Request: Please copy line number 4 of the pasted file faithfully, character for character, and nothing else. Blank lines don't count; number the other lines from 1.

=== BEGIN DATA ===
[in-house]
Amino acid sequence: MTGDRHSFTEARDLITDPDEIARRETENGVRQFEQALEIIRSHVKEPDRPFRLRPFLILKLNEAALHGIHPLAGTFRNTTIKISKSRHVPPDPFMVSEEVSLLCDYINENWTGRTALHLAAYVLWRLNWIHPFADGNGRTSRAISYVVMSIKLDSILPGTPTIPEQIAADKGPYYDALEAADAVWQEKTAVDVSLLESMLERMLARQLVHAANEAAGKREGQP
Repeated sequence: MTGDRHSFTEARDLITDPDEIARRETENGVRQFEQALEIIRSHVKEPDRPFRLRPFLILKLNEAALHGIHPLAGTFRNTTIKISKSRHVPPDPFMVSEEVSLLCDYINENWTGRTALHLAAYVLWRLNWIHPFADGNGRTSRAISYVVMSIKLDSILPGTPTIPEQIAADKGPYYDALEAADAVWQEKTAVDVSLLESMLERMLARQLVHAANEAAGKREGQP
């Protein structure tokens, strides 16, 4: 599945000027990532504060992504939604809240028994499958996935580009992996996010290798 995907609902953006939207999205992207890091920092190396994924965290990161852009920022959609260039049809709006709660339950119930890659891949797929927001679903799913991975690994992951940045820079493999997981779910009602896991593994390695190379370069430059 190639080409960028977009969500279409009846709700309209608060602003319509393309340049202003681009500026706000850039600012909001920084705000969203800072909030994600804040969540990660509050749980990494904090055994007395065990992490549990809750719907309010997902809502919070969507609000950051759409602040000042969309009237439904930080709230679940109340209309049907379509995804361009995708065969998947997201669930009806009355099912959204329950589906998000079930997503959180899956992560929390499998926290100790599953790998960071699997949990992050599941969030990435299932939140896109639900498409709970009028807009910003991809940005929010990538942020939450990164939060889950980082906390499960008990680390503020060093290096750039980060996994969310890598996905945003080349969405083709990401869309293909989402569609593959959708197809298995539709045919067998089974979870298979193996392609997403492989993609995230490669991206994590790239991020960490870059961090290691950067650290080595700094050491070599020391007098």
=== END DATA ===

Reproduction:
């Protein structure tokens, strides 16, 4: 599945000027990532504060992504939604809240028994499958996935580009992996996010290798 995907609902953006939207999205992207890091920092190396994924965290990161852009920022959609260039049809709006709660339950119930890659891949797929927001679903799913991975690994992951940045820079493999997981779910009602896991593994390695190379370069430059 190639080409960028977009969500279409009846709700309209608060602003319509393309340049202003681009500026706000850039600012909001920084705000969203800072909030994600804040969540990660509050749980990494904090055994007395065990992490549990809750719907309010997902809502919070969507609000950051759409602040000042969309009237439904930080709230679940109340209309049907379509995804361009995708065969998947997201669930009806009355099912959204329950589906998000079930997503959180899956992560929390499998926290100790599953790998960071699997949990992050599941969030990435299932939140896109639900498409709970009028807009910003991809940005929010990538942020939450990164939060889950980082906390499960008990680390503020060093290096750039980060996994969310890598996905945003080349969405083709990401869309293909989402569609593959959708197809298995539709045919067998089974979870298979193996392609997403492989993609995230490669991206994590790239991020960490870059961090290691950067650290080595700094050491070599020391007098």